Saturday, February 9, 2013

Poem Hunting All Along Black Creek Drive

The last few weeks have been exciting for me as a visiting poet at Amesbury Middle School in North York. My amazing grade six students (5 different groups!) and I have read and explored work by Bei Dao, Gwendolyn MacEwen, Gary Barwin, Langston Hughes and Christian Bök
—just to name a few! We created work together using the fragments of poems by John Ashbery and Anne Carson. We explored erasure poetry and created new poems using work by Canadian poet, Sina Queryas, as our source text. The results were stunning; some of the students illuminated their poems with drawings that would make William Blake shimmer with delight in his grave. 

Poem created using the text of What the river wants, by Sina Queryas 

When my students write, I write with them, and so I am pleased to report that I have a few new poems to add to my current manuscript-in-progress; the energy and enthusiasm of these young adults is wonderfully contagious and most of the work I am creating right now is thanks to them.

What else does a visiting-poet do in an enormous middle school in North York? Besides preaching poetry, that is? Well, let’s see. I get lost in the halls quite a lot. I lug slippery armfuls of poetry books around with me and get chalk all over my poetic black clothes. I enjoy sneaking multiple cups of cold coffee from the staff room. I jam-up the photocopier almost every time I touch it; the Amesbury photocopiers EAT poems and spit them back up. I eavesdrop on the teachers at lunchtime while pretending to read The Hotel New Hampshire by John Irving. It’s my dream job, folks!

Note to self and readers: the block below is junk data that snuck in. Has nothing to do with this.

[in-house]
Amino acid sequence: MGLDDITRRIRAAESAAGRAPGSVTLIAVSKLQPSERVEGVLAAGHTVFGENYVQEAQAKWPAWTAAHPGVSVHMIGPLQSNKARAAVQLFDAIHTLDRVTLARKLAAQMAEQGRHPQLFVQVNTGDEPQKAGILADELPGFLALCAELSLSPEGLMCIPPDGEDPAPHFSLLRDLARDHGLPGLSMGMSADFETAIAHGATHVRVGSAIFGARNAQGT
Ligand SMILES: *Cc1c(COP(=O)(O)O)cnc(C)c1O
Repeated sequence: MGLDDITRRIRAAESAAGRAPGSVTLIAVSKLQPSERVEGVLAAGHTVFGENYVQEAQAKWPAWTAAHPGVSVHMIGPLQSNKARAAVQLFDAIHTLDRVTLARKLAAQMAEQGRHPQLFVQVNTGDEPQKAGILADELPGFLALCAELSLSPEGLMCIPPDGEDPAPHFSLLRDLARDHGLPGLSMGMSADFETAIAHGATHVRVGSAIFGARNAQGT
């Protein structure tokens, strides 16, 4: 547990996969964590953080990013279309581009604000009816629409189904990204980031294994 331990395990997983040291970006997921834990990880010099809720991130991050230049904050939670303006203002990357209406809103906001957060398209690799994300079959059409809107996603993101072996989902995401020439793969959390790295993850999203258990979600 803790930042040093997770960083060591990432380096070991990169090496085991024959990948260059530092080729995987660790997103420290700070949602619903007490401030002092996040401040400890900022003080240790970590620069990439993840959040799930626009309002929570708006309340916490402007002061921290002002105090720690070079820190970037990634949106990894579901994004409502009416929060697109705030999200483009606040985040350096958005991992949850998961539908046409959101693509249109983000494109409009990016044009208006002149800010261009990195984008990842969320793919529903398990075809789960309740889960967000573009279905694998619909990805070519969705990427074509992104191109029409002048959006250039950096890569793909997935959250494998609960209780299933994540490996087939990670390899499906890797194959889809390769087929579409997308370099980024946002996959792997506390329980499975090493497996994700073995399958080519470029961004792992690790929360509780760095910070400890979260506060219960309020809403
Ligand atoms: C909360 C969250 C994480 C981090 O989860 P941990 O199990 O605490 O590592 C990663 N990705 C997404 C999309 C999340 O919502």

And this week: a student who got kicked out of the class during my lesson approached me in the hall asking for the poems he’d missed. Two beautiful girls wrote a poem together and gave it to me to keep. A young man read “What Kind of a Person” by Yehuda Amichai to his classmates with outstanding gusto. Finally, I successfully directed four boys out into the hall after a scuffle emerged in the classroom after a “barber-slap"(a barber-slap is a light tap or slap on the back of the neck or head given to someone after they've had a haircut—!) escalated into a full-blown dance-party in the classroom.  Everyone and no-one saw what happened. I was shaken. The teacher was upset because she had only stepped out of the room for a few minutes. There were tears, giggles, reprimands, apologies. And then we got back to reading and writing. This is the beauty and privilege of being in the classroom; life and poetry intersect here.  Language is beautiful and alive. Breathing. Getting up on it’s feet.


  1. Aww, I'm proud to know you Shannon!
    Keep up the good work!!! hugs, Christie

  2. Shannon, your name popped into my head this morning and I was delighted to find your blog and see how well you are doing. It has been such a long time! All the best to you.

    1. great to hear from you van! hope you are well!